Movies, concerts, anniversaries and more, the Tri-State had a busy year
HUNTINGTON -- The year's coming to a close and it certainly has not been the year of the dragging here in Huntington.
The arts community has been moving and shaking, literally. From bellydancers and "American Idol" singers getting a break to film productions and super-sized crowds, there has been a lot to celebrate.
Here are just a few highlights from the world of arts and entertainment in Huntington.
Anniversary on the hill
The hill-top Huntington Museum of Art celebrated its 60th anniversary by giving some love to founding father, the late philanthropist and lawyer, Herbert Fitzpatrick, who donated the 52 acres of land to the museum as well as some 425 pieces of art that provided the bones of the museum's burgeoning permanent collection.
The museum celebrated in November with a new exhibit, "Mr. Fitz," that shows off some of his eclectic collection featuring everything from shimmering British silver from the Georgian period, Near Eastern prayer rugs, fine European and American paintings, sculptures, drawings and prints and Asian decorative arts.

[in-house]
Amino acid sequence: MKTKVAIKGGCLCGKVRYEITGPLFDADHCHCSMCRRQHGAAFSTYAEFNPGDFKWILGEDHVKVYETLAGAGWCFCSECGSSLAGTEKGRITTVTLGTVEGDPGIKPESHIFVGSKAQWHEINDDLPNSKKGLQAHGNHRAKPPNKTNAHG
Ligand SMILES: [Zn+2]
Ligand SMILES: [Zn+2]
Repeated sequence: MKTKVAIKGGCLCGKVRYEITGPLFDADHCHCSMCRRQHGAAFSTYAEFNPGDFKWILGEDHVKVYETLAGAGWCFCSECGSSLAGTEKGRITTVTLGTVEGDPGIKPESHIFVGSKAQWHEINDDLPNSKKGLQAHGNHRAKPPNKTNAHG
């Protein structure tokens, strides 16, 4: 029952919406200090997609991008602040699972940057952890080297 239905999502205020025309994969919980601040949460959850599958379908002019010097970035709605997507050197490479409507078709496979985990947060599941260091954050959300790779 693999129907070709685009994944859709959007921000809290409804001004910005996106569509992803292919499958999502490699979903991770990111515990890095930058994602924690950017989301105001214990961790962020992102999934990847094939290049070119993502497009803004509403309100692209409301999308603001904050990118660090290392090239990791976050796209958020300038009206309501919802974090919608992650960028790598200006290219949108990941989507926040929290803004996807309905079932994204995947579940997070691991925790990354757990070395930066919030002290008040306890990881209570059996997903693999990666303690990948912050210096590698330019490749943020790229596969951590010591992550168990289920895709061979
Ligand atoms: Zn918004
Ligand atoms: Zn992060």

That exhibit runs through Feb. 3 and then again Feb. 23 through Oct. 20.
Museum director Margaret Mary Layne also helped organize the late October Arts Summit, a community meeting that drew a packed house to the Big Sandy Superstore Arena Conference Center to talk about better ways to promote, collaborate and communicate among the region's arts groups.
Mountain Stage returns twice
The eclectic live music radio show heard weekly around the world has a constant college circuit of such cities as Athens, Ohio, and Morgantown. In addition to road shows this year in far flung locales such as Minnesota and Alaska, Mountain Stage With Larry Groce popped into Huntington not once but twice thanks to the Marshall Artists Series.
Groce and crew helped MAS celebrate 75 years of the Artists Series with an April 29 live concert taping at the Keith-Albee Performing Arts Center that featured Arlo Guthrie, Paul Thorn, Delta Rae as well as Tony Award-winning Broadway rocker and Huntington native Michael Cerveris and his band Loose Cattle.
After that highly successful taping, MAS brought Mountain Stage back on Nov. 4 for a live taping featuring Dr. Dog, Nellie McKay, The Mountain Goats, Spirit Family Reunion and Red Wanting Blue. That show aired Dec. 16 and Huntington's own Brainwrap Productions video team was on hand to film some promo videos for Mountain Stage. You can find out more at www.mountainstage.org .